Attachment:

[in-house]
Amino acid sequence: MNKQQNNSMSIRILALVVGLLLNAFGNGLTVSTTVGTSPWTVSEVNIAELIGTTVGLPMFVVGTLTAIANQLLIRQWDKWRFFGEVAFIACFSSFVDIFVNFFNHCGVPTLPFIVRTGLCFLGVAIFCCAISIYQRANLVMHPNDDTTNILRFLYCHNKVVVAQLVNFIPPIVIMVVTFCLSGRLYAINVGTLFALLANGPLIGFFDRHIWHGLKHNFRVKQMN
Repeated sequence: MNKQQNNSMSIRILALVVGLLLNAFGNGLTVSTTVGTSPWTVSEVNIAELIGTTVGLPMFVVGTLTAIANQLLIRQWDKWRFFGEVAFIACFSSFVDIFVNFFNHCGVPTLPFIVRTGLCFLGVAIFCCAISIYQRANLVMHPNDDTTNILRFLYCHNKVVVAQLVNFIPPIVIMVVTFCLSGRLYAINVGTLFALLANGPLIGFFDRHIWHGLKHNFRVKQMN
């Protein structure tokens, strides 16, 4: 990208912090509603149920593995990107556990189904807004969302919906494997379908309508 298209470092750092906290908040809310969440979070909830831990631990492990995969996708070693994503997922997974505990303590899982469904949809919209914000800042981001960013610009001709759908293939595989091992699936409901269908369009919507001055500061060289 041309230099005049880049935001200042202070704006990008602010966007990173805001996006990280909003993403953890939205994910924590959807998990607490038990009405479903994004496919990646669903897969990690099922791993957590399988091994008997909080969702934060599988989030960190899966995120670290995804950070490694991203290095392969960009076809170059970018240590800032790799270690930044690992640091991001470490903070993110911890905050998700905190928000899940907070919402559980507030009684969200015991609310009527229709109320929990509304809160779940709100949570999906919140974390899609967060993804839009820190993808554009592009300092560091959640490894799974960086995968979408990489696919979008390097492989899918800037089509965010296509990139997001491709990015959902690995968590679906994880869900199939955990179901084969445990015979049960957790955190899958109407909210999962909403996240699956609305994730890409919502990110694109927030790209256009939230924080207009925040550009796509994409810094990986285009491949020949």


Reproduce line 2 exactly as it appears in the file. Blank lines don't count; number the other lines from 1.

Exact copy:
Amino acid sequence: MNKQQNNSMSIRILALVVGLLLNAFGNGLTVSTTVGTSPWTVSEVNIAELIGTTVGLPMFVVGTLTAIANQLLIRQWDKWRFFGEVAFIACFSSFVDIFVNFFNHCGVPTLPFIVRTGLCFLGVAIFCCAISIYQRANLVMHPNDDTTNILRFLYCHNKVVVAQLVNFIPPIVIMVVTFCLSGRLYAINVGTLFALLANGPLIGFFDRHIWHGLKHNFRVKQMN